Season Three, Episode Eight: “Leviathan Smiles”
Note: each writing will spoil the episode in review but will not discuss any future episodes.
In many cultures, the leviathan is a sea monster of some sort, a beast, possibly a whale or serpent or crocodile. Its meaning has even been transferred to a large vessel and the Devil himself. The Hebrew word for leviathan is rooted in the words “coiled” and “twisted,” much like George Hearst’s back. In Deadwood, the leviathan is obviously the ever dominant and seemingly omnipotent Hearst. And here, he’s smiling.
It’s that smiling reaction that has Seth Bullock up in arms in the opening scene. Merrick has printed the paper with Bullock’s letter to the killed Cornish worker’s family in it — the worker that Hearst had killed for attempting to unionize and be treated with dignity and respect — and Bullock is full of anxiety as to Hearst’s next move. George Hearst will be seeing the letter that morning and will certainly interpret the insult that the letter implies. So it’s in a flurry of heated dialogue with his wife Martha that Bullock rushes out into camp and even mildly threatens partner Sol Star. The dynamic between the Bullocks is welcome, albeit angry. It beats the cold, awkward demeanor the two had for each other in seasons past. Here, they are a couple. Seth even calls her “Martha” again, a far cry from the day of “Mrs. Bullock.”
It’s there in the middle of camp that morning that Seth and Sol witness the arrival of a new stagecoach with pistol-firing men on its heels: the famous Wyatt and Morgan Earp. Wyatt Earp actually did spend some time in Deadwood (as did Bat Masterson, who isn’t in the episode) in order to pursue the wealth of the Black Hills, per The Black Hills Visitor and various other sources. (It’s even rumored that the real Wyatt Earp left Deadwood due to a disagreement with Seth Bullock.) The Earps in “Leviathan Smiles” provide the focal point of the episode. Seth immediately questions them on their claim that they fended off road agents for the stagecoach. Bullock is skeptical, as shown in Timothy Olyphant’s stare at the two, but not more so than Al Swearengen, who knows that road agents won’t act unless approved by him. He knows no thieves were out for a stagecoach that morning, so Wyatt Earp lays the truth: the two brothers were making an attempt to make an immediate name in the camp. Morgan, especially, wants to use that good name to cozy up with the sex workers.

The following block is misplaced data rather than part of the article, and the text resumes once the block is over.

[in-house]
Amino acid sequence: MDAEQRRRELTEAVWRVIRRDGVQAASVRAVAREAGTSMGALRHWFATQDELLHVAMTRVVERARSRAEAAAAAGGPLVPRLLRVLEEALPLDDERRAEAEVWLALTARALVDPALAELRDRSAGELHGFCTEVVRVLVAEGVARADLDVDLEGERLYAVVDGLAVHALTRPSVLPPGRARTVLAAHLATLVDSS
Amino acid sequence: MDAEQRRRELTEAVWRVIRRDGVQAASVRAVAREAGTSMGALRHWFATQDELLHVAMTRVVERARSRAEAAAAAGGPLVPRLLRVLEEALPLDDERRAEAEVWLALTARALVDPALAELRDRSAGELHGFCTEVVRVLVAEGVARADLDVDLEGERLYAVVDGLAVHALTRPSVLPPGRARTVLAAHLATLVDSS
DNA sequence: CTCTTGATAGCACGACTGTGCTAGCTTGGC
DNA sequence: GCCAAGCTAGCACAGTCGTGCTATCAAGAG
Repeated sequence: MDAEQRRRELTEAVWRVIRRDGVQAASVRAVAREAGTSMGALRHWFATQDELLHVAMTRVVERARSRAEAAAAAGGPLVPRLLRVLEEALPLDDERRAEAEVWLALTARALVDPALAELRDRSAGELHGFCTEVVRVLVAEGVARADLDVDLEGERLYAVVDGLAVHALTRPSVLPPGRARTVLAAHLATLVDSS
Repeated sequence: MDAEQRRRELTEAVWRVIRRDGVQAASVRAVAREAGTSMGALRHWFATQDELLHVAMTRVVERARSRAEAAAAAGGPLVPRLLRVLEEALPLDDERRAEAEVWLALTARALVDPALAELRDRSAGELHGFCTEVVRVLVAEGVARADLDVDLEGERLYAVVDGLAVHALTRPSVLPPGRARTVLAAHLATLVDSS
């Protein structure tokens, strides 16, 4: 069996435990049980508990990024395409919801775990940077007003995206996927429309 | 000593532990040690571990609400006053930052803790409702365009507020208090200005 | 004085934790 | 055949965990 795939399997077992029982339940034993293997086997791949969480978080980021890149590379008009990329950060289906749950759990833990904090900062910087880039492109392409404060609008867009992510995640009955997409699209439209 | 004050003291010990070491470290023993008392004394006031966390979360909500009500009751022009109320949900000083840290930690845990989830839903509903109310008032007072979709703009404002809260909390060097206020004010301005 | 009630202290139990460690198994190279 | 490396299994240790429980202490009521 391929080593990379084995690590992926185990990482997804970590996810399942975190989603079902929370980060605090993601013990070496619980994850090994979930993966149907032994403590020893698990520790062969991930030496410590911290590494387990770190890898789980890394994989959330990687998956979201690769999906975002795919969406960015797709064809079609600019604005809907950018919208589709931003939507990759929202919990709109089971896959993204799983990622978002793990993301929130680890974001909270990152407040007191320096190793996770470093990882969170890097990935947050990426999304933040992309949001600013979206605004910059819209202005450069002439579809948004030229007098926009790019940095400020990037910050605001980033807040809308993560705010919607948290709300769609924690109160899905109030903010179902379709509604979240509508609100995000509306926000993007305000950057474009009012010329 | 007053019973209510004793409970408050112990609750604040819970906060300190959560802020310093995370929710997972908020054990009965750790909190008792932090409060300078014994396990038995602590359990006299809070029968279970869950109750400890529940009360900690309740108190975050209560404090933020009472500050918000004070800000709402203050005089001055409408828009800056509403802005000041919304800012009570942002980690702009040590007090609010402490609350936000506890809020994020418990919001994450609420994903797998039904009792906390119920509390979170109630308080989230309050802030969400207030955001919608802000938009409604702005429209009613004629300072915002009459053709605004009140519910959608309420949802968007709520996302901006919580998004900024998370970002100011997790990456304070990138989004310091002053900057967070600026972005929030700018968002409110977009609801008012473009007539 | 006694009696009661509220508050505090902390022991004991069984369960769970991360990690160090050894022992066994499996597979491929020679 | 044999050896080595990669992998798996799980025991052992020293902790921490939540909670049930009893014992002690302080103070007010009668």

Wyatt and his brother are certainly making names for themselves for over at the Bella Union, Cy Tolliver all but hires Wyatt on the spot for his handiness with a gun. It’s alluded to that Cy wants to use Wyatt and his brother against Bullock for George Hearst when he decides to attack but Cy will not let them know that they are working for Hearst’s interests.
Hearst’s interests aren’t all gold and power, though. He has more concerns about his aching back, the likes of which allows Jack Langrishe to play healer for Hearst. It’s obvious that Hearst is affable enough to those whom he believes are in his service. Why, he actually seems warm to Jack when they meet in the hallway of the Grand Central. And Jack lets Al know that he took the opportunity to hoodwink Hearst, likely just to say that he could because it looks as though the ruse may be played out after being spotted on Al’s balcony later in the episode.